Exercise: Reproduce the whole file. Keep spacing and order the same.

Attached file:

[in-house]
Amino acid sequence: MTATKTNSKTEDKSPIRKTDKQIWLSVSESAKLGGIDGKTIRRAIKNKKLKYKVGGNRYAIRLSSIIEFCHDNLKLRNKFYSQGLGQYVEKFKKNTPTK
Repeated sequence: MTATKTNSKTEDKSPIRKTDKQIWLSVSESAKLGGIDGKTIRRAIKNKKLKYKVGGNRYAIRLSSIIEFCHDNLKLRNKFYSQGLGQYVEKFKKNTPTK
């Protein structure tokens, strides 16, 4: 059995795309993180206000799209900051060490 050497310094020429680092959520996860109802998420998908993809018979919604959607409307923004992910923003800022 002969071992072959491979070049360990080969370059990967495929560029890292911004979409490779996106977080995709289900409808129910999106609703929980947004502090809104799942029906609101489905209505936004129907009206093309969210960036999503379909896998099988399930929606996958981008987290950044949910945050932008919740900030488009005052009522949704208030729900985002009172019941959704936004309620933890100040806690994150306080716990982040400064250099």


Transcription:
[in-house]
Amino acid sequence: MTATKTNSKTEDKSPIRKTDKQIWLSVSESAKLGGIDGKTIRRAIKNKKLKYKVGGNRYAIRLSSIIEFCHDNLKLRNKFYSQGLGQYVEKFKKNTPTK
Repeated sequence: MTATKTNSKTEDKSPIRKTDKQIWLSVSESAKLGGIDGKTIRRAIKNKKLKYKVGGNRYAIRLSSIIEFCHDNLKLRNKFYSQGLGQYVEKFKKNTPTK
């Protein structure tokens, strides 16, 4: 059995795309993180206000799209900051060490 050497310094020429680092959520996860109802998420998908993809018979919604959607409307923004992910923003800022 002969071992072959491979070049360990080969370059990967495929560029890292911004979409490779996106977080995709289900409808129910999106609703929980947004502090809104799942029906609101489905209505936004129907009206093309969210960036999503379909896998099988399930929606996958981008987290950044949910945050932008919740900030488009005052009522949704208030729900985002009172019941959704936004309620933890100040806690994150306080716990982040400064250099």